Cobra Kai pewter casting mold

New Home Forum Things You Have Made Cobra Kai pewter casting mold

This topic contains 5 replies, has 4 voices, and was last updated by  MrMeatGrinder 3 months ago.

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  • #68969

    MrMeatGrinder
    Participant

    So my buddy that does clay and pewter casting for tabletop miniatures asked me to draw draft up a Karate Kid Cobra Kai drawing and cut a master mold for a belt buckle or coin or whatever, I dunno, he’s an artist type.  Here’s the test piece in MDF.

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    #68989

    Ryan
    Keymaster

    The detail on that thing is great!

    #69018

    Bill
    Participant

    Don’t you want a mirror image of that for a mold?

    #69045

    MrMeatGrinder
    Participant

    I might have to mirror it, I might not.  This was just a 3″ diameter test cut for my purposes and it will all depend on what medium he’ll use for his finished items.  I don’t know if he is going to make a clay slip casting mold so that he can do coasters or whatever, or if he wants to do a silicon mold for pewter.  I might even do some wood and stain or poured and layered color epoxy coasters.  I’m certain that he doesn’t want MDF for the master mold.

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    #69182

    Mike Atencio
    Participant

    Doing a mirroed relief in aluminum block would make a great casting. Especially for miniatures which is something I wondered if the LowRider could do. Ever carve aluminum?

    #69188

    MrMeatGrinder
    Participant

    I’ve never used my MPCNC for aluminum.  I have the original version of the machine and it’s not nearly rigid enough to suit me.  I work for a small machine and fabrication shop as a drafter and CNC plasma operator so if I need anything metal, I don’t do it at home.  My part of this mold will be cut from either graphite or MDF coated in polyurethane and then my friend will take it and make a clay slip cast mold or a silicon epoxy mold.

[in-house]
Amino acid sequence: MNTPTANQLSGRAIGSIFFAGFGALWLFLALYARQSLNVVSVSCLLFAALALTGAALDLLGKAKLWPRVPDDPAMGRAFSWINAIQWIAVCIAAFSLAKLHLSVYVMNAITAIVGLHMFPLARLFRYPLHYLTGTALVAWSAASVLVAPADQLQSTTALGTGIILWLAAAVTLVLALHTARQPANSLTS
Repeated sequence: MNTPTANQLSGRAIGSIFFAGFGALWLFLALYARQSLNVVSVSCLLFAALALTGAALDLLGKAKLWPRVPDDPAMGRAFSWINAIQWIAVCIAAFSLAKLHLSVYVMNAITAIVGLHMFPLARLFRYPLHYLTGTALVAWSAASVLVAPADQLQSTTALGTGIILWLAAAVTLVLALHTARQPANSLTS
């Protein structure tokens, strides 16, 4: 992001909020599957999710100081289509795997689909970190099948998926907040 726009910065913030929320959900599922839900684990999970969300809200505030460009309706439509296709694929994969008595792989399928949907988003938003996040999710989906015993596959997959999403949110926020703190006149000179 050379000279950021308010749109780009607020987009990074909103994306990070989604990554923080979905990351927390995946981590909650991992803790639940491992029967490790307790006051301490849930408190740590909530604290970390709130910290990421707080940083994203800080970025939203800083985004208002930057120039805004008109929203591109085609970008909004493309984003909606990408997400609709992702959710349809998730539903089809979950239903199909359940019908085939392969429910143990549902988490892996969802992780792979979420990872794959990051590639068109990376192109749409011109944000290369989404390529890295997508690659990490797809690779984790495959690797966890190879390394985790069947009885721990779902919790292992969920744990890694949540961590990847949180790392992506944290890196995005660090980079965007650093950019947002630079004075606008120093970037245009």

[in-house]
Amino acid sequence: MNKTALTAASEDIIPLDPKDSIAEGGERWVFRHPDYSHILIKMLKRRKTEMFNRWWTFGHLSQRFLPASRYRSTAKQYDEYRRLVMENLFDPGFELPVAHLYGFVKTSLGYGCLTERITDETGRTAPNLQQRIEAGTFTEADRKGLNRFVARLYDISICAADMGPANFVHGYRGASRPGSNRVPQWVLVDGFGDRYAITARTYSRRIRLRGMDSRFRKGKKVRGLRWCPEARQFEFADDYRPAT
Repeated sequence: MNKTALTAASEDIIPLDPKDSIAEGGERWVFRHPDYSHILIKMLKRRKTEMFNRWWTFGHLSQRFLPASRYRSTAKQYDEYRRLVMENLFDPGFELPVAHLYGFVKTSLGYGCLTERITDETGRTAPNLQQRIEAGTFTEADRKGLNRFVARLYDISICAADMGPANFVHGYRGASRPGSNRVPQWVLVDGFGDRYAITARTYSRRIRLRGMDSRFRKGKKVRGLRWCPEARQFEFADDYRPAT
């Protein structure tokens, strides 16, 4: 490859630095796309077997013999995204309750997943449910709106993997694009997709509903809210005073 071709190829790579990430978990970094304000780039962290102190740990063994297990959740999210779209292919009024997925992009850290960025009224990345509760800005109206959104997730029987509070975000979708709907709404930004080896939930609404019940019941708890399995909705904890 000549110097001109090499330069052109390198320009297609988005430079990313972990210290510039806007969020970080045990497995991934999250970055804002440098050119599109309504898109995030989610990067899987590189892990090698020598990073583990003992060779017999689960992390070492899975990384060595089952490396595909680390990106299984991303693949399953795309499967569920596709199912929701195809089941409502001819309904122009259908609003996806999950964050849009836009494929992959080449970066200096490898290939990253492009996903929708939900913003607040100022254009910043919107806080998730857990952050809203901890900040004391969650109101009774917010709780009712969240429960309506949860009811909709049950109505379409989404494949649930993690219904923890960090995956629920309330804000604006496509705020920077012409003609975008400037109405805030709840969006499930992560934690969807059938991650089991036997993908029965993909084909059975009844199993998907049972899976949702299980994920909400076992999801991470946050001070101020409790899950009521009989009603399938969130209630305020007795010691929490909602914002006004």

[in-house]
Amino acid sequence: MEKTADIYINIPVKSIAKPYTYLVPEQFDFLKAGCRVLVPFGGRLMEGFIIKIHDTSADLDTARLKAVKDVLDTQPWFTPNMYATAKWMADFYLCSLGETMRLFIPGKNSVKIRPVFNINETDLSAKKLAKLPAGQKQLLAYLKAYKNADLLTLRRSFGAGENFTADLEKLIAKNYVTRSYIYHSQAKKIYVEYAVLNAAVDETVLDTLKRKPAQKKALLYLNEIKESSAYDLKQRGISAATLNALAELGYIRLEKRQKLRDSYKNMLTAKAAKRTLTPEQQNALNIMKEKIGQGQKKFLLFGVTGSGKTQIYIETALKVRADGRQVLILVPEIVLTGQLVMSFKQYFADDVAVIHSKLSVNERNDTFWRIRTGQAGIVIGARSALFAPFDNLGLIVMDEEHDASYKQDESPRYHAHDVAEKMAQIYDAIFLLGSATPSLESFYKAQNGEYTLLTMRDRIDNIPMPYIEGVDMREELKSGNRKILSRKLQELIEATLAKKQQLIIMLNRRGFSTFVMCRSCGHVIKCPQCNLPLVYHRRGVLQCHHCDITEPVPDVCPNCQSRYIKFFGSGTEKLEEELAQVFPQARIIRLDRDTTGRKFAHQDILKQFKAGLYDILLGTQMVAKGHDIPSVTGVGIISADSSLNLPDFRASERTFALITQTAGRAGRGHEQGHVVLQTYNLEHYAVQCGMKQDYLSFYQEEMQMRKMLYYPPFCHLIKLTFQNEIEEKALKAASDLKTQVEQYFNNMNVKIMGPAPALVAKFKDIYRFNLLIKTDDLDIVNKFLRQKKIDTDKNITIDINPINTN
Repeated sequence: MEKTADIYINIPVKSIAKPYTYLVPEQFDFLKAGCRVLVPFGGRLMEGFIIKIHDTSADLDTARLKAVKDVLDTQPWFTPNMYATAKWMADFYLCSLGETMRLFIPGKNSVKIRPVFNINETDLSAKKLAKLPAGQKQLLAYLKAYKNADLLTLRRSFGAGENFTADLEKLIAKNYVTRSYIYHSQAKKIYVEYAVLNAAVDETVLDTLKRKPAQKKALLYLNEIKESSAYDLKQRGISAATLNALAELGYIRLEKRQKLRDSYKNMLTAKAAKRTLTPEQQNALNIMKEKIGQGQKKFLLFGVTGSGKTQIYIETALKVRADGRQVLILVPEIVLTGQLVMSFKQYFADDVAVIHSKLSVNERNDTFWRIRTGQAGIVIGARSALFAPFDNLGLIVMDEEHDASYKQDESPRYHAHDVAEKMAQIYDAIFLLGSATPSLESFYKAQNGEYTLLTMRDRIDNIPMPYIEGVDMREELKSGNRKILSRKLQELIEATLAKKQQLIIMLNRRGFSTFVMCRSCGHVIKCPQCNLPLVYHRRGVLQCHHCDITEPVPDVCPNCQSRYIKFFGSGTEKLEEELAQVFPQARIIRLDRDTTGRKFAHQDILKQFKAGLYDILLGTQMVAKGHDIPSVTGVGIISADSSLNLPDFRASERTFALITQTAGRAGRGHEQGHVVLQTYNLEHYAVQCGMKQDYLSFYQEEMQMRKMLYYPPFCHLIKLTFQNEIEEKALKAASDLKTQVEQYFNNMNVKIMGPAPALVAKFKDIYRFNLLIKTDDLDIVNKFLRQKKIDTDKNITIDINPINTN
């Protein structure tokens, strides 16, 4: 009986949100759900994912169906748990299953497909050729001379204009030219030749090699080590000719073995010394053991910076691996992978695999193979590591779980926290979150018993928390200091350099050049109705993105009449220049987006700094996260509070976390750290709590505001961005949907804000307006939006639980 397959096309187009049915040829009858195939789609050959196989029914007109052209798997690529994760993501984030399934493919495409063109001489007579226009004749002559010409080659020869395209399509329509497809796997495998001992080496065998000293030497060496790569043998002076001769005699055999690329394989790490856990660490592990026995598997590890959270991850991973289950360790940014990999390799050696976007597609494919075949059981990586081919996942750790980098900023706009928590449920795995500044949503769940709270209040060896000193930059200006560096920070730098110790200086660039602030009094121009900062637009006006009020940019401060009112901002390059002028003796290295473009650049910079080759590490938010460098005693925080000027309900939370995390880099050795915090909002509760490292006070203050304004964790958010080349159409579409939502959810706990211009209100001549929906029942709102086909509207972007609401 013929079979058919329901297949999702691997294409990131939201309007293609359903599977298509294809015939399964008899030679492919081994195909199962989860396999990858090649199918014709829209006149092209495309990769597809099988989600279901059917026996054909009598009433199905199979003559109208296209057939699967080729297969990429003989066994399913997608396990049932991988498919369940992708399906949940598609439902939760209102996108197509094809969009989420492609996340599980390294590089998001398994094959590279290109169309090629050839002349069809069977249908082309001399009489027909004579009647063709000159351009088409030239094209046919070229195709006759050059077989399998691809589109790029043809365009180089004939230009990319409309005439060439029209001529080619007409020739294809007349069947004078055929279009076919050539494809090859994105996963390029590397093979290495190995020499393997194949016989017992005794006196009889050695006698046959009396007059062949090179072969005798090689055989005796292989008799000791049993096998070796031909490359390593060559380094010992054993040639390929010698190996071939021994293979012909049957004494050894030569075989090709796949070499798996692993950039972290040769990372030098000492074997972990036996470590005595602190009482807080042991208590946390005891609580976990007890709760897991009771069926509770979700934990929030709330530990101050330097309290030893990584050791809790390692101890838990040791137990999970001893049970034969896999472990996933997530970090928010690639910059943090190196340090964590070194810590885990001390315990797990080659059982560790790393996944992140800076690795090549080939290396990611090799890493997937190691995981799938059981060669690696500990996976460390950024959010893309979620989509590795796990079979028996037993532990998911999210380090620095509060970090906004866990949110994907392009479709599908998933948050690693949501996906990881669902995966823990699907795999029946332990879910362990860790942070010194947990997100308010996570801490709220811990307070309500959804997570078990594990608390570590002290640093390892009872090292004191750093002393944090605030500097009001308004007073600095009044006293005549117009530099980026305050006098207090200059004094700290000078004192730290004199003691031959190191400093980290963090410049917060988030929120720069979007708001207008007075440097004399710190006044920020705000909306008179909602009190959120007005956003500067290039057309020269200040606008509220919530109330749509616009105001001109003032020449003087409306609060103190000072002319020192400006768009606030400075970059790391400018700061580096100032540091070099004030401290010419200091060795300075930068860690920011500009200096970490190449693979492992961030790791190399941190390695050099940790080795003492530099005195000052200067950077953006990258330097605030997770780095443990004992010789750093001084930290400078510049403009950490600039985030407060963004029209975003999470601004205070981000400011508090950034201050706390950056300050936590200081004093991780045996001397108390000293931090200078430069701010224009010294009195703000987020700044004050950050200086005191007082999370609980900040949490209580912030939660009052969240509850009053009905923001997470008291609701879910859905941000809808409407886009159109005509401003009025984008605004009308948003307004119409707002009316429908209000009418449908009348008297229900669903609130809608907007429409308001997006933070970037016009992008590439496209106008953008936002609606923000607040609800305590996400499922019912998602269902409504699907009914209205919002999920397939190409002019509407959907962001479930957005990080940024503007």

I don’t think aluminum would be a suitable material for a pewter mold.  When casting metals, the mold should ideally be as close to the temperature of the casting metal as possible and insulate as best as possible to make sure that the liquid metal flows into the smallest crevices.  If the mold is too cold or dissipates heat like aluminum does, then the liquid metal won’t flow into the smaller outermost parts.

    In fact, I would worry that pewter might actually solder itself to aluminum in certain cases.  Especially anywhere that the oxide layer is scratched to allow contact with clean, non-oxidized aluminum.  Plus, making silicon molds allows for far more detail and far more forgiving relief angles when designing a mold… but I’ve gotten myself going on a tangent 🙂

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